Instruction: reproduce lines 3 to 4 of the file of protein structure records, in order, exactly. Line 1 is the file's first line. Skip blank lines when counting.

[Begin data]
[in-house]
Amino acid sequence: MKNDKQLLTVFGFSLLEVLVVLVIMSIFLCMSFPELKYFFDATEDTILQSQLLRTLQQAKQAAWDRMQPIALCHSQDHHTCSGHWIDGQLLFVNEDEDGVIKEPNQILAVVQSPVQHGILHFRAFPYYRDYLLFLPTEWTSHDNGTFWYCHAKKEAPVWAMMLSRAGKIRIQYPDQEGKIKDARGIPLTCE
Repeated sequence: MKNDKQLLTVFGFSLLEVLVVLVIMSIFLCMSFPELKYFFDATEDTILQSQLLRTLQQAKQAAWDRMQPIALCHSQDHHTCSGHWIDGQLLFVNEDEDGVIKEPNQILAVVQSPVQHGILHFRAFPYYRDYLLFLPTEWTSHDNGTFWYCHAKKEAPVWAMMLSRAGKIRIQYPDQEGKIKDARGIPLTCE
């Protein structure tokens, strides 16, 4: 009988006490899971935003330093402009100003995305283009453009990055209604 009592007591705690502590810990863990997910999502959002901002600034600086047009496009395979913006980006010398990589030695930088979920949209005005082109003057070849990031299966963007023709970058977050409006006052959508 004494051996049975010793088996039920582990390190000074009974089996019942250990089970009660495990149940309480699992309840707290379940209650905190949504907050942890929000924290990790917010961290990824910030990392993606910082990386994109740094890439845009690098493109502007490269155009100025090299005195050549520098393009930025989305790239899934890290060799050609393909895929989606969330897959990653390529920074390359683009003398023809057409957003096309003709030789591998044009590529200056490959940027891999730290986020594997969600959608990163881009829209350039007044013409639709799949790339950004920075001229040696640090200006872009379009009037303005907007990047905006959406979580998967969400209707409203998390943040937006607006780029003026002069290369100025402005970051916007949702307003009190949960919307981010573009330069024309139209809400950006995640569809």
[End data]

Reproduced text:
Repeated sequence: MKNDKQLLTVFGFSLLEVLVVLVIMSIFLCMSFPELKYFFDATEDTILQSQLLRTLQQAKQAAWDRMQPIALCHSQDHHTCSGHWIDGQLLFVNEDEDGVIKEPNQILAVVQSPVQHGILHFRAFPYYRDYLLFLPTEWTSHDNGTFWYCHAKKEAPVWAMMLSRAGKIRIQYPDQEGKIKDARGIPLTCE
């Protein structure tokens, strides 16, 4: 009988006490899971935003330093402009100003995305283009453009990055209604 009592007591705690502590810990863990997910999502959002901002600034600086047009496009395979913006980006010398990589030695930088979920949209005005082109003057070849990031299966963007023709970058977050409006006052959508 004494051996049975010793088996039920582990390190000074009974089996019942250990089970009660495990149940309480699992309840707290379940209650905190949504907050942890929000924290990790917010961290990824910030990392993606910082990386994109740094890439845009690098493109502007490269155009100025090299005195050549520098393009930025989305790239899934890290060799050609393909895929989606969330897959990653390529920074390359683009003398023809057409957003096309003709030789591998044009590529200056490959940027891999730290986020594997969600959608990163881009829209350039007044013409639709799949790339950004920075001229040696640090200006872009379009009037303005907007990047905006959406979580998967969400209707409203998390943040937006607006780029003026002069290369100025402005970051916007949702307003009190949960919307981010573009330069024309139209809400950006995640569809």